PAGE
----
CALL of DUTY The ROD 2-8-0s
They served in Europe – and eventually all over the world… RICHARD FOSTER tells the story of the ROD 2-8-0.
Just imagine the reaction if the RAF had used squadrons of First World War Sopwith Camels to fight in the Second World War, and had then called on them again for frontline action in the Middle East in the 1950s. Sounds a bit far-fetched, doesn’t it? Of course, this didn’t happen in the world of aircraft, but when it comes to locomotives things are different.
It’s well known that the LNER ‘O4’ 2-8-0 became the locomotive of choice during the First World War, even if the specifics of that story aren’t so familiar. But a lesser-known story is that nearly 100 of these venerable ‘Great War’ soldiers served in the Second World War too, and that British Railways sold five to the War Department in 1952 for service in Egypt.
The ‘O4’ story is unique. It’s an Eastern Region design, but it worked in all four corners of Britain in a way that no other class did. It also worked in Asia, Australasia and Africa, as well as Europe. The class also became a massive millstone around the Government’s neck.
Like all good stories, we have to start at the beginning, and that beginning isn’t 1950s Egypt. It isn’t even the Western Front – it began in Immingham.
The Great Central Railway was known for the fast freights and expresses of the London Extension, but one of its primary roles was transporting coal from Derbyshire and South Yorkshire to the Humber for export.
The GCR started work on a new deep-water port at Immingham in 1906, and it was due for completion in 1912. The GCR already had a successful mineral locomotive, the ‘8A’ (LNER ‘Q4’) 0-8-0 of 1902, but it needed more to cope with the demand that Immingham docks would bring. Locomotive Superintendent John G. Robinson got to work and came up with what was effectively a 2-8-0 version of the ‘8A’.
The new ‘8K’s’ boiler was tapered, rather than parallel, and it was superheated. The pony axle carried the extra weight and improved the ride. Cylinders were 21in by 26in and the driving wheels were 1in larger in diameter.
The first emerged from Gorton in 1911, and by 1914 the GCR works, Kitson in Leeds and North British in Glasgow had built a total of 126 ‘8Ks’.
The story might have ended there, as the general British attitude towards war in Europe was that it would be over by Christmas. But the stalemate of trench warfare had not been anticipated, which is why it took until 1915 for the Railway Operating Division of the Royal Engineers to begin operations in France.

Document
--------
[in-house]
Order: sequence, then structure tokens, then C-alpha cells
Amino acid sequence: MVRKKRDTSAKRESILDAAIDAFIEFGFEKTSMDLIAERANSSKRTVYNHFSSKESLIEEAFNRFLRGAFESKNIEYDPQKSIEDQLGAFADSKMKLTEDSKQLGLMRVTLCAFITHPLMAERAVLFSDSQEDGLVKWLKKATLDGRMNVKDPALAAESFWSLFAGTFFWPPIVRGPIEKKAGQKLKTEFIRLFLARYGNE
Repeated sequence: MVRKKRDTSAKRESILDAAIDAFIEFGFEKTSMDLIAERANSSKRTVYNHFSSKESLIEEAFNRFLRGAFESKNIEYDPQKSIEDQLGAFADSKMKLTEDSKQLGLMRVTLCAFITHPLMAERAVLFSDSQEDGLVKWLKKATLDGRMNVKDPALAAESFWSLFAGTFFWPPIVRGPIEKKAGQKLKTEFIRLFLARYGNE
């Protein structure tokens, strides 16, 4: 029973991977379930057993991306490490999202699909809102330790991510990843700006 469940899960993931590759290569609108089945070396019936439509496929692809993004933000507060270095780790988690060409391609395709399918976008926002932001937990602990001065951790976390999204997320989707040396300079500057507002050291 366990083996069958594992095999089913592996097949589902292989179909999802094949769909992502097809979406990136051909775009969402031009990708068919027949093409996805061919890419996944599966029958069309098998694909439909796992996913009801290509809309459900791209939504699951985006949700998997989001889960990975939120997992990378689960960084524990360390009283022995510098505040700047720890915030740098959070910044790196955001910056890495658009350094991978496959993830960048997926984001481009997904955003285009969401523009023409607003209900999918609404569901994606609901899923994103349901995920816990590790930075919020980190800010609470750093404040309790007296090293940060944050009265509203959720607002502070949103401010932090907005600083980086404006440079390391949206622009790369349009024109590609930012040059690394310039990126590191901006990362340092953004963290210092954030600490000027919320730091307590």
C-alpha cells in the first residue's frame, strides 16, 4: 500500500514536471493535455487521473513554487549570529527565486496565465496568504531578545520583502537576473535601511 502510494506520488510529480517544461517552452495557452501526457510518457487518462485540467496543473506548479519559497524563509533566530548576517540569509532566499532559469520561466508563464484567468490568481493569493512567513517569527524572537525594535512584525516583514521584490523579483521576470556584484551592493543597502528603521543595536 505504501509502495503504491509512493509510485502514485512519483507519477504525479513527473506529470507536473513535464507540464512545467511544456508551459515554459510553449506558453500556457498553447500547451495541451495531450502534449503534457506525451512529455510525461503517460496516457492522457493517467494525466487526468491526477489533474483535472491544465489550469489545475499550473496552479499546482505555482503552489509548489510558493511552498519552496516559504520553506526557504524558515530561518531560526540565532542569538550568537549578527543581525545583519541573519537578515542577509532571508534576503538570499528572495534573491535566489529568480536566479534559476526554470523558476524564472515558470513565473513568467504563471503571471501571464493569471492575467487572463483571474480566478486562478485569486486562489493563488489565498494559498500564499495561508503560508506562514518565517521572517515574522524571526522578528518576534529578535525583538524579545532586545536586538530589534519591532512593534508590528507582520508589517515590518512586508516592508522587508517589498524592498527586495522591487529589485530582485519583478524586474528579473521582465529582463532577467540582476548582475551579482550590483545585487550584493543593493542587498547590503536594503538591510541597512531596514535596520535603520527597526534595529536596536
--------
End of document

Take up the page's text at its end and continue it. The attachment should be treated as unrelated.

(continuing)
Britain had anticipated that it would use French and Belgian locomotives and stock, but both refused to loan them to the British.
Britain’s railway companies were now under government control and some 500 locomotives were requisitioned. Clearly, this state of affairs could not continue: the ROD needed a locomotive of its own and it decided to order some ‘8Ks’. The design was simple, strong and robust, but the decision was probably helped by the fact that GCR General Manager Sir Sam Fay was Director General of War Transport, and the chief of the ROD’s Audruicq workshops had once been employed at the GCR’s Gorton Works.
The new ROD 2-8-0 was an ‘8K’ but with some very subtle tweaks. French-profile tyres were used, Ross ‘pop’ safety valves replaced the Ramsbottom type, continental-pattern buffers and side chains were fitted along with re-railing jacks on the front running plate and mechanical lubricators were later replaced by ‘Intensiflor’ lubricators. The first ROD locomotives had a steam brake and an air pump on the right-hand side and a reservoir under the running plate just fore of the cab. Those built from the summer of 1918 onwards had air brakes only, the only giveaway being the extra reservoir on the left-hand side.
The tender was outwardly similar but the water scoop was omitted and the coal capacity was increased to seven tons. The first orders were placed in February 1917 and production continued throughout 1918. Even after the Armistice of November 11 1918, British factories were still working flat-out on munitions work and so an additional 196 locomotives were ordered in late 1918, the last being delivered in 1920, long after the war had officially ended with the Treaty of Versailles on June 28 1919.